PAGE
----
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Group calls for renaming of NAIA back to MIA

by UNTV News   |   Posted on Friday, May 25th, 2018

FILE PHOTO:  NAIA Terminal 1. (Ryan Mendoza / Photoville International)

A group headed by Atty. Larry Gadon is pushing for the renaming of Ninoy Aquino International Airport (NAIA) to its original name, Manila International Airport (MIA).

Gadon said it’s not right to name the country’s prime gateway after a politician like the late Senator Benigno “Ninoy” Aquino.

“Labag sa batas ng republic act na nag uutos na ang pag lagay ng pangalan sa isang establishimento o kahit anong public places ay nangangailangan ng 10 taon. Eh si Ninoy ay namatay ng 1983 so nung 1987 pinalitan nila yung pangalan ng MIA,” he explained.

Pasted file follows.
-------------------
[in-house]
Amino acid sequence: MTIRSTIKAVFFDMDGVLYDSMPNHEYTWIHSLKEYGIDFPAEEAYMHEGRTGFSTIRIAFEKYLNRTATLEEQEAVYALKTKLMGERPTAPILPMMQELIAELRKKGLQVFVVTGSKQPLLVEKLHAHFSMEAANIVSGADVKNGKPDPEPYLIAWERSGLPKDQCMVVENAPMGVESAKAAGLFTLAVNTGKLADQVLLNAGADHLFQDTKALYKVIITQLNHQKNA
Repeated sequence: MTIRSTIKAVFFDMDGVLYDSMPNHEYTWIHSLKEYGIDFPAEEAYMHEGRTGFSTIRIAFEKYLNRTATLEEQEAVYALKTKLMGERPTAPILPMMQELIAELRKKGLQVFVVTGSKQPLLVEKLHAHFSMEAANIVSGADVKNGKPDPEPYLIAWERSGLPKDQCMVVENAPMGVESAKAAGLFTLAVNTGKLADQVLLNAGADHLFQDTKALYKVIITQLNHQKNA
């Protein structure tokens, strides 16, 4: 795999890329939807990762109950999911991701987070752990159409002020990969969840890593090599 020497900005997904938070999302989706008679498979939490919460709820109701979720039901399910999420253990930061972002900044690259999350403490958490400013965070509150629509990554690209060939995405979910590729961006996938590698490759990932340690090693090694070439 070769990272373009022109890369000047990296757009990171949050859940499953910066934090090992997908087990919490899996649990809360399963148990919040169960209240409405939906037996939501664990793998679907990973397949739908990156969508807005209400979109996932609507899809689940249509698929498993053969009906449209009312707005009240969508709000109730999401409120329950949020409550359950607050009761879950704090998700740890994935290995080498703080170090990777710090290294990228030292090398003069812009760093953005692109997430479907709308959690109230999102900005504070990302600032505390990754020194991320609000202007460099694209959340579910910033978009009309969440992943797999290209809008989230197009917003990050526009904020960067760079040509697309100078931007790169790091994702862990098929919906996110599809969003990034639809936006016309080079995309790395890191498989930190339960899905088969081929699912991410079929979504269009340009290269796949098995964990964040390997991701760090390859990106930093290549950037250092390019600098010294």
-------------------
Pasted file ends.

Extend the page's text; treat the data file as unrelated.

(It’s against the law which states that naming of establishments or public places after dead personalities requires a 10-year prescription period. Ninoy died in 1983 but they already changed MIA’s name in 1987.)

“Ito’y isang pagpapalaganap lamang ng kanyang pangalan, ito ay indoctrination. Ito ay isang pagbi-brainwash sa mga Plipino na siya ay isang bayani upang ang kaniyang angkan ay mamayagpag palagi sa politika,” Gadon said.

(This is just a way of promoting his name; an indoctrination. This is brainwashing Filipinos to think he is a hero so that his clan can continue to dominate Philippine politics.)

He added that the late senator committed acts that he should be held accountable for, such as his “fake account” of the Jabidah massacre in 1967 and his connivance with the communists in the bombing of Plaza Miranda in 1971. — UNTV News & Rescue

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Congress to probe Friday’s NAIA runway mishap

by UNTV News   |   Posted on Monday, August 20th, 2018

Stranded passengers crowd the lobby of NAIA after flights were cancelled due to the accident involving a Xiamen Air jet that veered off the runway when it crash landed amid bad weather.